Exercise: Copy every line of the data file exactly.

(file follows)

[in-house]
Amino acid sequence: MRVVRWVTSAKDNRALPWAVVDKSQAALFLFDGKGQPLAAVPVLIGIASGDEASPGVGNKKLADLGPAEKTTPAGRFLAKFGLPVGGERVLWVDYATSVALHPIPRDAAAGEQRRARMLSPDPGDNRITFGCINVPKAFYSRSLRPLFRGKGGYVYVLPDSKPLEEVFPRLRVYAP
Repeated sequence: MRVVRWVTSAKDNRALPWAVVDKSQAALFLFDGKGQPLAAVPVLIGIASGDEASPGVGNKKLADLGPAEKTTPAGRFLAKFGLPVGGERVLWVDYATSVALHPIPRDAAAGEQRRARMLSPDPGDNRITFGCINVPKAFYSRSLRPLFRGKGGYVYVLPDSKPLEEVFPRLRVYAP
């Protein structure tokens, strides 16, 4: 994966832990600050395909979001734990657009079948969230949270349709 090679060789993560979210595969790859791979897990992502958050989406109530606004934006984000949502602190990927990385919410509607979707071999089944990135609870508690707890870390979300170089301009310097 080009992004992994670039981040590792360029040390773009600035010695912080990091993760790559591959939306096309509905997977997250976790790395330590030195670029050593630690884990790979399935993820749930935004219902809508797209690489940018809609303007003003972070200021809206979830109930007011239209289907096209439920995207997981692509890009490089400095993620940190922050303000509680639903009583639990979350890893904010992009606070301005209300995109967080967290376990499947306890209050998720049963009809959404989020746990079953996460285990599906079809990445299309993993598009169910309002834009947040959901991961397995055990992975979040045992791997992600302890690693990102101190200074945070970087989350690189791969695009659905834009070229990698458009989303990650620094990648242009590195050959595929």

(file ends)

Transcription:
[in-house]
Amino acid sequence: MRVVRWVTSAKDNRALPWAVVDKSQAALFLFDGKGQPLAAVPVLIGIASGDEASPGVGNKKLADLGPAEKTTPAGRFLAKFGLPVGGERVLWVDYATSVALHPIPRDAAAGEQRRARMLSPDPGDNRITFGCINVPKAFYSRSLRPLFRGKGGYVYVLPDSKPLEEVFPRLRVYAP
Repeated sequence: MRVVRWVTSAKDNRALPWAVVDKSQAALFLFDGKGQPLAAVPVLIGIASGDEASPGVGNKKLADLGPAEKTTPAGRFLAKFGLPVGGERVLWVDYATSVALHPIPRDAAAGEQRRARMLSPDPGDNRITFGCINVPKAFYSRSLRPLFRGKGGYVYVLPDSKPLEEVFPRLRVYAP
């Protein structure tokens, strides 16, 4: 994966832990600050395909979001734990657009079948969230949270349709 090679060789993560979210595969790859791979897990992502958050989406109530606004934006984000949502602190990927990385919410509607979707071999089944990135609870508690707890870390979300170089301009310097 080009992004992994670039981040590792360029040390773009600035010695912080990091993760790559591959939306096309509905997977997250976790790395330590030195670029050593630690884990790979399935993820749930935004219902809508797209690489940018809609303007003003972070200021809206979830109930007011239209289907096209439920995207997981692509890009490089400095993620940190922050303000509680639903009583639990979350890893904010992009606070301005209300995109967080967290376990499947306890209050998720049963009809959404989020746990079953996460285990599906079809990445299309993993598009169910309002834009947040959901991961397995055990992975979040045992791997992600302890690693990102101190200074945070970087989350690189791969695009659905834009070229990698458009989303990650620094990648242009590195050959595929």